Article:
On Sunday, I shared a story told by Bryan Stevenson when two police officers pointed guns at him and threatened to “blow off your head.” They threw him up against his car and searched it without a warrant for illegal drugs and weapons. His crime: sitting in his car listening to music for ten or fifteen minutes in front of his home after a long day of work…and being Black. He had just moved into the Atlanta neighborhood and, apparently, a White neighbor saw a Black man sitting in a car and called the police. As the police officers were leaving—after all the neighbors got a chance to watch him in police custody for about fifteen minutes—they said to Bryan, “Consider yourself lucky.” His response: “They were right: I was lucky. I survived.”
This story was told by Bryan in the foreword of the book America’s Original Sin by Jim Wallis. Bryan is a Harvard-trained attorney and endured the above-mentioned injustice after a long day of practicing law. In the book, Jim Wallis shares his discover that virtually all African-American parents have what they call “the talk” with their children as they are entering their adolescent years. “The talk” involves telling their kids how to survive an encounter with a police officer—how to live through it. He asked parents if they have this talk with their kids and discovered that 100% of the African-American parents whom he asked did indeed have “the talk” with their children…and 0% of White parents whom he asked have ever had the talk with their kids.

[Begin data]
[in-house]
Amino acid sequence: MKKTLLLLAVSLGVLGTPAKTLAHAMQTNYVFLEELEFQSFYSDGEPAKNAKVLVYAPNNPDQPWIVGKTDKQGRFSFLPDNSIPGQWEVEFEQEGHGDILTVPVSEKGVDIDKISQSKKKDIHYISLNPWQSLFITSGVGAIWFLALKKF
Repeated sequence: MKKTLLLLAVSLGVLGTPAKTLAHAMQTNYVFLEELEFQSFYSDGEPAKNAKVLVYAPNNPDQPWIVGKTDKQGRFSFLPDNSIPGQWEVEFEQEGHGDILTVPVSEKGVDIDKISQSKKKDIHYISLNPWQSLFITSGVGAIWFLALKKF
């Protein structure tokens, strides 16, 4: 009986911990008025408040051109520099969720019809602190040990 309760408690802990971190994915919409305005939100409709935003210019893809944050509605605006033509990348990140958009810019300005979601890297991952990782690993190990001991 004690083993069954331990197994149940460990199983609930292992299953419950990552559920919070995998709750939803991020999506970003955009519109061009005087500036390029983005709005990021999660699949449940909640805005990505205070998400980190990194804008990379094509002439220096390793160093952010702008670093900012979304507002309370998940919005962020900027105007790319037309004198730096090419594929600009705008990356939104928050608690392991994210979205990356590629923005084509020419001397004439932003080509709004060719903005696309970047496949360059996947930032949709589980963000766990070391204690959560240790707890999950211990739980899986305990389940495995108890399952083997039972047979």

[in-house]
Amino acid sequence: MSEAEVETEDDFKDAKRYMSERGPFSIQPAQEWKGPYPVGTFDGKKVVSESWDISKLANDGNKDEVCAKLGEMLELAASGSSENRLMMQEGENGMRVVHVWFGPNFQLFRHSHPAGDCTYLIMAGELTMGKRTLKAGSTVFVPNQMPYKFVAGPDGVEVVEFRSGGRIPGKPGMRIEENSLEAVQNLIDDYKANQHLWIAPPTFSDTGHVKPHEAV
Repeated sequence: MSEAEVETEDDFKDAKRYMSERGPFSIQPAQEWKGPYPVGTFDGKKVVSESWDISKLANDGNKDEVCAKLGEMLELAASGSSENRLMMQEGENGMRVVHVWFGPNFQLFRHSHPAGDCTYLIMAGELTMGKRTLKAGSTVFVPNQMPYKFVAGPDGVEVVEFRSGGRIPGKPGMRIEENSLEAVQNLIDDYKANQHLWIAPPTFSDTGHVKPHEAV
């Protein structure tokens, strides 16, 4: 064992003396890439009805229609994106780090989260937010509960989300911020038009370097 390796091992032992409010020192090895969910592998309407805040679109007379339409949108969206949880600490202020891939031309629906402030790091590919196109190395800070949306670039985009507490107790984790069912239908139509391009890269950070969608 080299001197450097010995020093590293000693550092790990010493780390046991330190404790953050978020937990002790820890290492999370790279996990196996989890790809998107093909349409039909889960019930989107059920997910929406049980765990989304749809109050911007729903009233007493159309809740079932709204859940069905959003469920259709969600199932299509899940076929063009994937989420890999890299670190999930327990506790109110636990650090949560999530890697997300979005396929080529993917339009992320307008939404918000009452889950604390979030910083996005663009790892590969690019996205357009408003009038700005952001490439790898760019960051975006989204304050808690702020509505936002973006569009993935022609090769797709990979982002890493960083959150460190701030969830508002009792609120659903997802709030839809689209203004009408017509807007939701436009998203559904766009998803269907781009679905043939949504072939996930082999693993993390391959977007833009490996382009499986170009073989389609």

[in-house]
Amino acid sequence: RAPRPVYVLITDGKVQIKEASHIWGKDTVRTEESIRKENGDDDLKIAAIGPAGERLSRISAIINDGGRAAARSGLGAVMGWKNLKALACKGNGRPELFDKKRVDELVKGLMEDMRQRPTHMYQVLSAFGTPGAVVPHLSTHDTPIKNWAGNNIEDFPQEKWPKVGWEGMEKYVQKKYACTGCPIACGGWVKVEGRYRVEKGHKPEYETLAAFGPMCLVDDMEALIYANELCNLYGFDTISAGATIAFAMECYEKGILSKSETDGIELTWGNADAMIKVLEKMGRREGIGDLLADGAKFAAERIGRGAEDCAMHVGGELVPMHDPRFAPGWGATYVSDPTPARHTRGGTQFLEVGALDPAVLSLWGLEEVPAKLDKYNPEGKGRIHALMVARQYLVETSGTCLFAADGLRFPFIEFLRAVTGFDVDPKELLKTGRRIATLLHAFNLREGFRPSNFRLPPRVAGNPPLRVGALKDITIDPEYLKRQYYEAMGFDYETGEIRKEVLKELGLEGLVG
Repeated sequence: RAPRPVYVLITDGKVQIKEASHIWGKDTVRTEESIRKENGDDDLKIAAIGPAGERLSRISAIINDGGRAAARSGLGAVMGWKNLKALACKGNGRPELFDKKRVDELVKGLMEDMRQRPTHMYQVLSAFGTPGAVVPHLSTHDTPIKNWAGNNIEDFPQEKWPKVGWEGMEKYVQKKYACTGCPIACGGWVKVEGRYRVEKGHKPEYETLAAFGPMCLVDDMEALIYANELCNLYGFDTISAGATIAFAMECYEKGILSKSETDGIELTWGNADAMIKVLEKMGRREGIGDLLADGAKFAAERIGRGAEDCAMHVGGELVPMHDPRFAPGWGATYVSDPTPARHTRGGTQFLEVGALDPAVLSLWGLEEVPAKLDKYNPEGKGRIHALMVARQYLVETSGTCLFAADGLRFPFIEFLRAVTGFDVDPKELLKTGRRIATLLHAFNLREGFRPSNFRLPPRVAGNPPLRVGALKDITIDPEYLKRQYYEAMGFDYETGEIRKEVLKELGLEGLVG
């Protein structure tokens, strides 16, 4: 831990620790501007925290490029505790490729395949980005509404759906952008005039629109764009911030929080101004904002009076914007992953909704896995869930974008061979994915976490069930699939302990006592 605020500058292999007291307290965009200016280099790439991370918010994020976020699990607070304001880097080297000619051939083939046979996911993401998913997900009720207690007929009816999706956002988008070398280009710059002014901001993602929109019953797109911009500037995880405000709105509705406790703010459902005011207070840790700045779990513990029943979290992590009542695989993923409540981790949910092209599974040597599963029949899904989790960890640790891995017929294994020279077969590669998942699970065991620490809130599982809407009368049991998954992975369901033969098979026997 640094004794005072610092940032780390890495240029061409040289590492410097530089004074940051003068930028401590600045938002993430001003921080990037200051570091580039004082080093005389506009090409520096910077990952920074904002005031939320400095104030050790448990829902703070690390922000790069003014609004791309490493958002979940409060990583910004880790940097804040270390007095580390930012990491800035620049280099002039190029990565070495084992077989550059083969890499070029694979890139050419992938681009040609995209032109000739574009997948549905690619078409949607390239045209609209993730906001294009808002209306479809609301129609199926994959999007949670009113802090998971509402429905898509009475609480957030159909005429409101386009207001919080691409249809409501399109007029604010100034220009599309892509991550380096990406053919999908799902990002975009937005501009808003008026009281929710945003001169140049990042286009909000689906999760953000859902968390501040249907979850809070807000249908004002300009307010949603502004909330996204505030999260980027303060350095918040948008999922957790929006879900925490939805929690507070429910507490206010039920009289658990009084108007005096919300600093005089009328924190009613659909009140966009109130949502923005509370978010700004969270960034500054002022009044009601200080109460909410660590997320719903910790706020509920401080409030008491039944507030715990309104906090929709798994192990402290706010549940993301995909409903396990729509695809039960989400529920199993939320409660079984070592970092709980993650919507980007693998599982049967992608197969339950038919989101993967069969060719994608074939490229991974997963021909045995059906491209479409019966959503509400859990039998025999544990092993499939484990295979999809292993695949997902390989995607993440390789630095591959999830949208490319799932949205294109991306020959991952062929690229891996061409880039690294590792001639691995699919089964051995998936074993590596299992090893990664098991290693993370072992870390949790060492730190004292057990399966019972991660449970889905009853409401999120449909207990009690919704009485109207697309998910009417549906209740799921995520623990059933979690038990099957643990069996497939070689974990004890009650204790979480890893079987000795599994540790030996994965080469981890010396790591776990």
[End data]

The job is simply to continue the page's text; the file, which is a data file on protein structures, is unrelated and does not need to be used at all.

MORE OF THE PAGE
These statistics alone should tell us that there is a huge racial injustice in our nation. In Jim Wallis’ book, there are many other statistics that shed light on how large and extensive the issues really are. Wallis gives insights into how some police departments operate according to racial biases and some politicians create laws and policies that are clearly unfair to people of color. He also gives solutions—things that have proven to work. Some of these are very simple solutions that we can begin enacting right away if we only have the will to do so.
I invite you to join me over the summer on Wednesday evenings at the Smith Memorial Parsonage for a group discussion on America’s Original Sin, beginning July 17, as we discuss racism in our nation and what we might do to overcome it. Please sign up at the church for a book ($14) and to let me know what evenings you plan to attend. We will begin with dinner at 6 p.m. (I’ll cook the first night.)
Click HERE to see a video of the message from Sunday morning. You may see the Koloa Union Church YouTube channel to see many of his past messages and subscribe in order be notified when a new message is posted. Please share these videos with friends and invite them to church. Please feel free to “Like” any of the videos you see and share them on social media, such as Facebook, so that others will notice them.
“A Message from Kahu Alan Akana” is provided most weeks by the Kahu (Pastor) of Koloa Union Church, an Open & Affirming (ONA) congregation of the United Church of Christ (UCC), a member of the Kauai Association and Hawaii Conference.